The U.S. is seeing continued momentum for the labor market, according to the Department of Labor’s December Unemployment Situation Report. Unfortunately, a lower labor force participation rate is one reason for the improvement in the numbers.
The unemployment rate declined to 5.6% against a consensus estimate of 5.7%, and the number of unemployed persons declined by 383,000 to 8.7 million, according to the report. Over the course of the year, the unemployment rate and the number of unemployed persons were down by 1.1% and 1.7 million, respectively.
However, the civilian labor force participation rate dropped by 0.2 points to 62.7% in December. That is the lowest rate in years. Also in December, the employment-population ratio was 59.2% for the third consecutive month, according to the report.
Employers added 2.95 million jobs in 2014, the biggest increase for a single year since the number was over 3 million in 1999. The U.S. population increased to more than 318 million in 2014, compared to just 279 million in 1999 (when unemployment was only 4.0%).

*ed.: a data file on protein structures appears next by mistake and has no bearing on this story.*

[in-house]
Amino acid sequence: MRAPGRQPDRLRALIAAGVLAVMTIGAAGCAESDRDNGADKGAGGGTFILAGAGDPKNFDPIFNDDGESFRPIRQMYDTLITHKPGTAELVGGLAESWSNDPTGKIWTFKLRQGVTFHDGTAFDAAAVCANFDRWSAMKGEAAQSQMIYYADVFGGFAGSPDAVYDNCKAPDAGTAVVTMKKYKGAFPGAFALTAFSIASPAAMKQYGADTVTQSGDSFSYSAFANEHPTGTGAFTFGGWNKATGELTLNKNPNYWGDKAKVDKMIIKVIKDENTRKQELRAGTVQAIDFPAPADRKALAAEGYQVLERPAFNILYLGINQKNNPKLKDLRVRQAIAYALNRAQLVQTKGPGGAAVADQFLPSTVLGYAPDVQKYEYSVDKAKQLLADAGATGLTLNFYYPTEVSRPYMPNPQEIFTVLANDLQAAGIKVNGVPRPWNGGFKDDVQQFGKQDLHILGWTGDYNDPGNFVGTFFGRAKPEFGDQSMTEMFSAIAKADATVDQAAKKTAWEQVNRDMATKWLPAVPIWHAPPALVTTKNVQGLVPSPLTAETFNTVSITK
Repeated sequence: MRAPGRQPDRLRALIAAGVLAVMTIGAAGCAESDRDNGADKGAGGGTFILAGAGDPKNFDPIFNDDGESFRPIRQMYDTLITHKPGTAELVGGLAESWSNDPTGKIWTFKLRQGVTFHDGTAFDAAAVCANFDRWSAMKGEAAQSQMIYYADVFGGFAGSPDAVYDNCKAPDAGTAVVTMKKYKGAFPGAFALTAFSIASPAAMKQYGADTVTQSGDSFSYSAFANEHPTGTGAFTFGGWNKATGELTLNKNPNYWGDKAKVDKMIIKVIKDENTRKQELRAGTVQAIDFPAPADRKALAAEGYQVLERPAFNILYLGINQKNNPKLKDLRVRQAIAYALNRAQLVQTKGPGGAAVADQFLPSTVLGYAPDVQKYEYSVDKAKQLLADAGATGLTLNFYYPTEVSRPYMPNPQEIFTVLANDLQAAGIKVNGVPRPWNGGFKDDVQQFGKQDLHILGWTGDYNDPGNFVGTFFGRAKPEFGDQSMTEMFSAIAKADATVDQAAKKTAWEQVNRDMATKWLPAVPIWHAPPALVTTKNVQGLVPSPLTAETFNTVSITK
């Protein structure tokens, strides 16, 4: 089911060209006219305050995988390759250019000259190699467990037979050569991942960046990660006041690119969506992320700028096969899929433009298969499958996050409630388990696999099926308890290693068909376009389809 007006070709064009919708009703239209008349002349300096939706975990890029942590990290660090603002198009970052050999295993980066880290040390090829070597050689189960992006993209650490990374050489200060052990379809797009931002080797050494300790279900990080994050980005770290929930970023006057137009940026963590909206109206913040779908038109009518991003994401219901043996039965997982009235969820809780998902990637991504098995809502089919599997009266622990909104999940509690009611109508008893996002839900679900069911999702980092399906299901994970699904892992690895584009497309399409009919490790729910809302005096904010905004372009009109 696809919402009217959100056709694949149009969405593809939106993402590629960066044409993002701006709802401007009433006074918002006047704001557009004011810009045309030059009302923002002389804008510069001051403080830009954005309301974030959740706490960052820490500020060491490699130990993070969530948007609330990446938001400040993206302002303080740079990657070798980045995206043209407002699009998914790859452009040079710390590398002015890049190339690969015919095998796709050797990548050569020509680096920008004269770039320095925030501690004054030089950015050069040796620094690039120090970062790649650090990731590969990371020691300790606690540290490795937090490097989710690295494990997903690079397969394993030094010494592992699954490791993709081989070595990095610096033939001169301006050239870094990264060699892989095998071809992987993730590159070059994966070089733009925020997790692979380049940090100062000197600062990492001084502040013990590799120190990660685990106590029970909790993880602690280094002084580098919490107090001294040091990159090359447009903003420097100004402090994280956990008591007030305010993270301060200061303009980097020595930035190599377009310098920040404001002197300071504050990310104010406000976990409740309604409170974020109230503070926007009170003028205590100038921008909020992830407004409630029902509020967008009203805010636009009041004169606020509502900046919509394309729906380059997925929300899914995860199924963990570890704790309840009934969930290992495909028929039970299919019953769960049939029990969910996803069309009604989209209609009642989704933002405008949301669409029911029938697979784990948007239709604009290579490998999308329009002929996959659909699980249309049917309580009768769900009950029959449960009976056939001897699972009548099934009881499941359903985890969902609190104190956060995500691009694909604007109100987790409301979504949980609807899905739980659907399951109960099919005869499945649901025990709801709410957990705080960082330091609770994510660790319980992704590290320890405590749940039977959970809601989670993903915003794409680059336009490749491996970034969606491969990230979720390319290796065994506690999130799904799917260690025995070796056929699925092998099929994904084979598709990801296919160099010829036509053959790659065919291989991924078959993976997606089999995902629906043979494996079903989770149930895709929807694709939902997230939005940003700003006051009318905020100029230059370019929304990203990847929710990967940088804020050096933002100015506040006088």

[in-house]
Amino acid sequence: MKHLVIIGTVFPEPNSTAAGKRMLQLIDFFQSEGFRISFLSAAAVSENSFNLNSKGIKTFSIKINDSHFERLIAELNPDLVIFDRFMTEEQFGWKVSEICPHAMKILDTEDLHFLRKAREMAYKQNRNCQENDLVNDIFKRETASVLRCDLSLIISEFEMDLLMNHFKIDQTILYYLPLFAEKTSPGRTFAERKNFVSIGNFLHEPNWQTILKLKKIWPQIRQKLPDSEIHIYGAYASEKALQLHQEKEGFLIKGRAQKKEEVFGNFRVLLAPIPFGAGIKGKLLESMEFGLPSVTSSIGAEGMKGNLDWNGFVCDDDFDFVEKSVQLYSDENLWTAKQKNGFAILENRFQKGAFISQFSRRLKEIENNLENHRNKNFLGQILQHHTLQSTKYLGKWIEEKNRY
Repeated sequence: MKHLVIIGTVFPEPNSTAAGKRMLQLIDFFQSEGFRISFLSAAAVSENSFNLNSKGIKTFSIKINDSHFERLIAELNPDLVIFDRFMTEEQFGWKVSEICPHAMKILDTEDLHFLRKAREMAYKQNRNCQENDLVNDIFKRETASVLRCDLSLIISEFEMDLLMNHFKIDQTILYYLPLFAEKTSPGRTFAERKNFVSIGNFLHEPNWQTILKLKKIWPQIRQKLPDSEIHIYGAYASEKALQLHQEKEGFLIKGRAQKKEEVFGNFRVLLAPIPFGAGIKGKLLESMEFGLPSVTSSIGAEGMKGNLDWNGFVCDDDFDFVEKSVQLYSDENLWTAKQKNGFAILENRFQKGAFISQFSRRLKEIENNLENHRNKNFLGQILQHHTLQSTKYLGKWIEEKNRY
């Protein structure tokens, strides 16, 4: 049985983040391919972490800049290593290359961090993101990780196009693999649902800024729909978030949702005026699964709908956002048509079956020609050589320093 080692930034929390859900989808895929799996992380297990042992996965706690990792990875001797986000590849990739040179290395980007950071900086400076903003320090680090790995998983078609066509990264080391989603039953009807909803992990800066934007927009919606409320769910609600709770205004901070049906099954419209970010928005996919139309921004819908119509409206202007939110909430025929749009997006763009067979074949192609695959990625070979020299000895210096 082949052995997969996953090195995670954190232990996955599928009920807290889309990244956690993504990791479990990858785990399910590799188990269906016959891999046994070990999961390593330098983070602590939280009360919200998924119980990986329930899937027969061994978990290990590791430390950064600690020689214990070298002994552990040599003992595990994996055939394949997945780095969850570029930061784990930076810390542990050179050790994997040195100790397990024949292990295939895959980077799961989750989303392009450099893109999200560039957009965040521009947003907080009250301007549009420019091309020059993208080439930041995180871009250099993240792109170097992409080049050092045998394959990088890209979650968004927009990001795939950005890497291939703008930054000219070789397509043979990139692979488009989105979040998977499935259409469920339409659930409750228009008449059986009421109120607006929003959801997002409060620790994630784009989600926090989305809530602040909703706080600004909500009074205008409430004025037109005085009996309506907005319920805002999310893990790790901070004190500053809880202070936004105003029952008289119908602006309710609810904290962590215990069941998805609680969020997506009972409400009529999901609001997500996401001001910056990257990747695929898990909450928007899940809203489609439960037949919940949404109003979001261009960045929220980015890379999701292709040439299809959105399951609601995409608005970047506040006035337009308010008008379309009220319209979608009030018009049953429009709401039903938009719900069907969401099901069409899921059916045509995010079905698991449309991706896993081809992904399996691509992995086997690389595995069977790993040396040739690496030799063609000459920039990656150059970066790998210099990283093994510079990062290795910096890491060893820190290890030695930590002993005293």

Total nonfarm payroll employment increased by 252,000 in December. In 2014, job growth averaged 246,000 per month. The average monthly gain in 2013 was 194,000. In December, the largest increases in employment were seen in construction, professional and business services, food services and drinking places, health care, and manufacturing.
Revised numbers from the report showed employers added 50,000 more jobs in October and November than had been previously estimated. November’s payroll gain was revised to 353,000, up from the initially reported 321,000. October’s was revised to 261,000, up from 243,000.
The average workweek for all employees on private nonfarm payrolls was unchanged at 34.6 hours in December.
Even though there was steady hiring in the month of December, wages fell from November by 0.2%, compared to a consensus estimate of a 0.2% gain. This was up from 1.7% from the previous year, according to the report.